Across the 49 state Senates in the United States, 20 are at least two-thirds Republican, and eight of those 20 are more than 80 percent GOP.
Such is the dominance of the Republican Party in state legislatures. President Trump's popular-vote-losing win and the GOP's congressional majorities are huge for the party — don't get me wrong — but they actually undersell the GOP's unprecedented dominance at the state level. As previously noted, the GOP has complete control over about half the states in the union, while Democrats have only a handful.
But not all those GOP-dominated states are equally dominated. In some of them, the dominance is so complete that the Democratic Party barely has a pulse. And some of the states on this list might actually surprise you.
I ran the numbers and found 10 states that meet each of the following criteria:
- At least 70 percent Republican in both the state House and Senate.
- At least 75 percent Republican in statewide offices (governor, Senate, attorney general, etc.).
- At least 75 percent Republican in their delegations to the House of Representatives
Included in this group are Missouri and Indiana, both of which were swing states as recently as 2008. (Barack Obama won the latter.) And while some might expect a bunch of Deep South states, they actually don't make the cut — in large part because they have more diverse populations that help keep the Democratic Party in business.
Here are the 10 states, along with their percentages of Republican officeholders in each category:
In the map above, I've averaged each state's percentage for state House, Senate, statewides and Congress and assigned them an average percentage — or what I'll call a “Republican dominance” score.
Wyoming is tops in the nation. Fully 85 percent of its state House (51 out of 60 members) and 90 percent of its state Senate (27 out of 30) are Republican, as are all of its statewide officeholders and its lone member of Congress. It gets a Republican dominance score of 94.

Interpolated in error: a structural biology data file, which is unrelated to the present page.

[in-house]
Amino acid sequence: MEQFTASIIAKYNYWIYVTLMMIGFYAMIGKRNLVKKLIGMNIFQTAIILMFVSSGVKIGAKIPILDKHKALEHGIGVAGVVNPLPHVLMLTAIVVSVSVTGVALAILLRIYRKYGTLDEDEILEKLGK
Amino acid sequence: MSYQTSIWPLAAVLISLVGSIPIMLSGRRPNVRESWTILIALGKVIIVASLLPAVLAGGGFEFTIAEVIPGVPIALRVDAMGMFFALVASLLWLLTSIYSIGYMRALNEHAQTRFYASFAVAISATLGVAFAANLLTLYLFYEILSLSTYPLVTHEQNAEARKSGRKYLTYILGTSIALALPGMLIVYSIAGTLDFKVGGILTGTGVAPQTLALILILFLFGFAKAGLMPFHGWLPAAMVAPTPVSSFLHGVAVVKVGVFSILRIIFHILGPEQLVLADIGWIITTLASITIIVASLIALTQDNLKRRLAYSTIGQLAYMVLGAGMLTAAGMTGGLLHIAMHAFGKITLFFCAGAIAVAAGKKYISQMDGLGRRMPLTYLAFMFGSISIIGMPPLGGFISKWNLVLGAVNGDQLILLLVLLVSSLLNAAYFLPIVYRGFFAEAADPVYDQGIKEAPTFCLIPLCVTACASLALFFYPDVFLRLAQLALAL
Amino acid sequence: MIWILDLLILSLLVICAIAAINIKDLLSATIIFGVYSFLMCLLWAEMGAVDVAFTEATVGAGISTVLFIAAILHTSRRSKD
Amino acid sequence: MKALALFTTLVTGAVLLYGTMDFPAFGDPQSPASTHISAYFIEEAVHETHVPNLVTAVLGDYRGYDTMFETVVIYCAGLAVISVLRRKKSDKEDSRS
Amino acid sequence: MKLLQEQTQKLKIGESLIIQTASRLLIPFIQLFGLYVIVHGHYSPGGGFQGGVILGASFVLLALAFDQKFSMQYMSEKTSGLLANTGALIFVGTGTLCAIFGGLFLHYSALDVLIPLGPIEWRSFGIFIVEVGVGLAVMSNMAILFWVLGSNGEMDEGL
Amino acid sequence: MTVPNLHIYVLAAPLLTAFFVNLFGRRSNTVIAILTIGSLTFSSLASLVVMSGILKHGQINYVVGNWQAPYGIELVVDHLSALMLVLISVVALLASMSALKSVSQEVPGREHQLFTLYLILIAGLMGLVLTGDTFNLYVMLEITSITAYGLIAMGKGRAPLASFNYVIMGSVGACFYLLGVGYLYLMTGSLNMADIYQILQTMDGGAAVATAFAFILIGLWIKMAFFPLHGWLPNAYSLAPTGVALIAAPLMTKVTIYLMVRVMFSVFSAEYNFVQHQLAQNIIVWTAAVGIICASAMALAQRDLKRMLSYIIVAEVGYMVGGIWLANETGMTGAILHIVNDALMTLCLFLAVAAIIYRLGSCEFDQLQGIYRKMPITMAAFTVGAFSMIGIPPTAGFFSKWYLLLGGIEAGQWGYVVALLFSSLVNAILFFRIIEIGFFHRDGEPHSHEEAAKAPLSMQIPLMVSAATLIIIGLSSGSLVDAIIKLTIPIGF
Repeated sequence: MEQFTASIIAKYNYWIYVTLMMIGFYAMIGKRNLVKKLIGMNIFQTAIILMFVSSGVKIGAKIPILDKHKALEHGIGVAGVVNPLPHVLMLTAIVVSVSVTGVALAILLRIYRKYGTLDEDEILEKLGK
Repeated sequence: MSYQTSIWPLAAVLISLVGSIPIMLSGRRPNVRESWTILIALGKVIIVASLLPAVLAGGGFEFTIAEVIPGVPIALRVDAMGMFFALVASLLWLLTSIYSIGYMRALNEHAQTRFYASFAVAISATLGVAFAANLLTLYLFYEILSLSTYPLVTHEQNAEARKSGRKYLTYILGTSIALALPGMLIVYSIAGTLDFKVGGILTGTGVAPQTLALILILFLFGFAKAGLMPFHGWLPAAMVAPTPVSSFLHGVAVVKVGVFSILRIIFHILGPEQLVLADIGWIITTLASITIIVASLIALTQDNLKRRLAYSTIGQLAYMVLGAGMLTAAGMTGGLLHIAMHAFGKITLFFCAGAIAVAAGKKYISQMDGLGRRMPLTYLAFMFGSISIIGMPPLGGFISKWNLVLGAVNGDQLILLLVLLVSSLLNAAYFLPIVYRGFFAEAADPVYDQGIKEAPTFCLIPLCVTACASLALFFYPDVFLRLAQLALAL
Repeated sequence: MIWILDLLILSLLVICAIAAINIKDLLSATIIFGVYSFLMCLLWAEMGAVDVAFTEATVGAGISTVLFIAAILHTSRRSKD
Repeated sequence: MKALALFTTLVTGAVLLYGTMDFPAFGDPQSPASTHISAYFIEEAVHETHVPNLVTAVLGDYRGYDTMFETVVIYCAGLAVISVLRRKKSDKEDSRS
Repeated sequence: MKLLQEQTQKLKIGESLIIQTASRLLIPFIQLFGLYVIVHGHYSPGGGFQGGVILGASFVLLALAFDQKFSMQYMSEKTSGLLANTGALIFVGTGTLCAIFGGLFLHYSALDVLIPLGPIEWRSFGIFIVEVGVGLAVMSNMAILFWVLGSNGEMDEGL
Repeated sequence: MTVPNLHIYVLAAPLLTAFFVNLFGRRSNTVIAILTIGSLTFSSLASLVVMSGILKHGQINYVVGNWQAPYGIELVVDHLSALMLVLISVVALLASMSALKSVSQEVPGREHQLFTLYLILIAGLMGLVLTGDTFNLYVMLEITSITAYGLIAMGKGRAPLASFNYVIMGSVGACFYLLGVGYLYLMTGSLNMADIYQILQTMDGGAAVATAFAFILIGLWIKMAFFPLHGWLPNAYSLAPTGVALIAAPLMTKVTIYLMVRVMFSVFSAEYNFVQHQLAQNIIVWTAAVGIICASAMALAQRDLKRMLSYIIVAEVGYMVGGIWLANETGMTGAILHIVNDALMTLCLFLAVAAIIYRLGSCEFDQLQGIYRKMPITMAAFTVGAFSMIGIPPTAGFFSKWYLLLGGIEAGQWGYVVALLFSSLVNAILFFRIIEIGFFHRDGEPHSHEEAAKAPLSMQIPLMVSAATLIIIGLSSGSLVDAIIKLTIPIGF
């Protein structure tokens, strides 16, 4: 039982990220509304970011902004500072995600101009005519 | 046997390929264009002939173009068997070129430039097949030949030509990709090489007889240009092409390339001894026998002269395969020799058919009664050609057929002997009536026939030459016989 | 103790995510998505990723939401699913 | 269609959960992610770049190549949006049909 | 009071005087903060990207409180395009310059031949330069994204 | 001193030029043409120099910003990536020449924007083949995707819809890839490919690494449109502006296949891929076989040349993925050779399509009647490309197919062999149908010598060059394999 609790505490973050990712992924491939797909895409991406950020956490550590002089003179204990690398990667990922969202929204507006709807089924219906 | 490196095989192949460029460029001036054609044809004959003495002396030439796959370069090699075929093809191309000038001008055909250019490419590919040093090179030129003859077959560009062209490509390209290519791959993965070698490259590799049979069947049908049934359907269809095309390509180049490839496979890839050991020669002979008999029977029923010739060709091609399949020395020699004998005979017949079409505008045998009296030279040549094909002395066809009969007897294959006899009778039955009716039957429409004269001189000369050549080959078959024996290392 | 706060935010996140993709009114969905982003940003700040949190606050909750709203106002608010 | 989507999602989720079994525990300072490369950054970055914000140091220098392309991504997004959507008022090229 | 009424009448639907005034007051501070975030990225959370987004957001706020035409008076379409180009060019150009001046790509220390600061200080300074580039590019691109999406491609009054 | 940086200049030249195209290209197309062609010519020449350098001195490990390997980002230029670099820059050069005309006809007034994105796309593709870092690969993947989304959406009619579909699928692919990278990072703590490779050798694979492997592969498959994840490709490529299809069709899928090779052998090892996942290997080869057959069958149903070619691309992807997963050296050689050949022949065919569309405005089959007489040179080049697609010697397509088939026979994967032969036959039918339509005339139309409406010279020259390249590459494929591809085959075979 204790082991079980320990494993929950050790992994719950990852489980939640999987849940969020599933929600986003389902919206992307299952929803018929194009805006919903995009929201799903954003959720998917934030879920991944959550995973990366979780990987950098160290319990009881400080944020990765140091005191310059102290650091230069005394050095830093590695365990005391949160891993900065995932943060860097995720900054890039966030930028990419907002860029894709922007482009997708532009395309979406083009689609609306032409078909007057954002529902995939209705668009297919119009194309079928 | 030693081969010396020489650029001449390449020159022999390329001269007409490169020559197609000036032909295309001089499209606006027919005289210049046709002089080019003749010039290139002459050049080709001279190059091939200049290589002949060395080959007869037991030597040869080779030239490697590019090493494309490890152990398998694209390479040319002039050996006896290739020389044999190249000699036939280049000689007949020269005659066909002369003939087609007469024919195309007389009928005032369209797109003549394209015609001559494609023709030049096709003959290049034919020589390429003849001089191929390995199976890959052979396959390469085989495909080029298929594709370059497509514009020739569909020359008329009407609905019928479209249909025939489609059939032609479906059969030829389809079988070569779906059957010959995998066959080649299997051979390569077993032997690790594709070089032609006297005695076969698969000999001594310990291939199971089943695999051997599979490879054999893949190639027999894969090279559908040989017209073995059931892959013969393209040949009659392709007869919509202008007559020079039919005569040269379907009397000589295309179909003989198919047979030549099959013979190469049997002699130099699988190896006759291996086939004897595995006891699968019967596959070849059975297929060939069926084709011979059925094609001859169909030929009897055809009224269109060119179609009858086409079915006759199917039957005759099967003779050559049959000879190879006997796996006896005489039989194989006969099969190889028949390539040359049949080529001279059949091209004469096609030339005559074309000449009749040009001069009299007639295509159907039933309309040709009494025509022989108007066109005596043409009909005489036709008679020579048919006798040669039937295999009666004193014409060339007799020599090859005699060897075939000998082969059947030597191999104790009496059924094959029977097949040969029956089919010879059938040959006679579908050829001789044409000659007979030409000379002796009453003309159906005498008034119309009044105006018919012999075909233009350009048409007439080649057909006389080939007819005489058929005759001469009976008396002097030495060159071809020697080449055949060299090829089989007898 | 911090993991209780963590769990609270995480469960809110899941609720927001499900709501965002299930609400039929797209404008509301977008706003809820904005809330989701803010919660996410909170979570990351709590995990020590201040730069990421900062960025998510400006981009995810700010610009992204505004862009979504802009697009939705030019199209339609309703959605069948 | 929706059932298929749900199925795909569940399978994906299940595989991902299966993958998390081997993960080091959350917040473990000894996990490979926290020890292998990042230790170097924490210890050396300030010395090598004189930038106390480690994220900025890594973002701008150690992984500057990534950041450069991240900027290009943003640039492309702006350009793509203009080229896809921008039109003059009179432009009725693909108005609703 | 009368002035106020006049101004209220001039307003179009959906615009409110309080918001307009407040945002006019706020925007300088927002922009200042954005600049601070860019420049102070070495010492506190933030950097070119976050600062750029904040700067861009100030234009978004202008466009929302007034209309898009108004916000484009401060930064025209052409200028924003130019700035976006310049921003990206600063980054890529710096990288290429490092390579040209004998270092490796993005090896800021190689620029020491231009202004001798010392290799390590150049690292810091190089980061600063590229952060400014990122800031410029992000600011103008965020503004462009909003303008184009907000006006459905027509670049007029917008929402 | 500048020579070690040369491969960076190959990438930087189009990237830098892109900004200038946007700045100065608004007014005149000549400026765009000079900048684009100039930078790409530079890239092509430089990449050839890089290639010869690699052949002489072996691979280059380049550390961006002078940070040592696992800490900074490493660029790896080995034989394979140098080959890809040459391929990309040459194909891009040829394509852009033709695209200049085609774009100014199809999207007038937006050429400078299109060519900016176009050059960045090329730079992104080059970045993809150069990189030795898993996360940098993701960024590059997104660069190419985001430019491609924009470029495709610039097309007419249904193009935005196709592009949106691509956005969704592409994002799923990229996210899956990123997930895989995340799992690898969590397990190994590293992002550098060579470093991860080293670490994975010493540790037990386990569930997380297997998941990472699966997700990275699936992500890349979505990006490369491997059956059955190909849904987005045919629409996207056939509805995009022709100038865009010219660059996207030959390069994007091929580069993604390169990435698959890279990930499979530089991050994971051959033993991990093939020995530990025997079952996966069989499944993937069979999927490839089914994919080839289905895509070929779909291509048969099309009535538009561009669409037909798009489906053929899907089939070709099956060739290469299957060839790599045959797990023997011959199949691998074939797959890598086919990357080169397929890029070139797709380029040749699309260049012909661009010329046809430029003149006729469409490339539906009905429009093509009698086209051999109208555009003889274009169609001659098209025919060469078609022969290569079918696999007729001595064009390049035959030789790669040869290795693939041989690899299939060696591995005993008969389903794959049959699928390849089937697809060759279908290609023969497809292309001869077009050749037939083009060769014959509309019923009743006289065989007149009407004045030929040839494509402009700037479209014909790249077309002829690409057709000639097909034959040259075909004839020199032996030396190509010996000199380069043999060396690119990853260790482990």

Next highest are South Dakota (92), Idaho (92) and Utah (92), which all have state Houses and Senates that are at least 80 percent Republican.
Missouri is our No. 10 here. It pulls down the curve a bit, but it narrowly makes the cut for its state House (72 percent Republican), state Senate (74), statewides (75) and Congress (75). It seems a notable inclusion given its former swing-state status — and the fact that it had a Democratic governor until last month.
The fact that Republicans dominate most of these states won't be all that shocking. But the extent to which they do is what's unusual. Democrats, by contrast, wield such control over just three states: Hawaii (where Democrats are 25 for 25 in the state Senate), Massachusetts and Rhode Island. Apart from those, in no state do Democrats have at least 70 percent of both state chambers.
And just as the GOP is largely invisible in those three states, the Democratic Party is missing in action in many states across middle America — states in which the Republican Party is basically the only game in town.
Update: This post previously transposed the state House and state Senate percentages. The numbers have been fixed.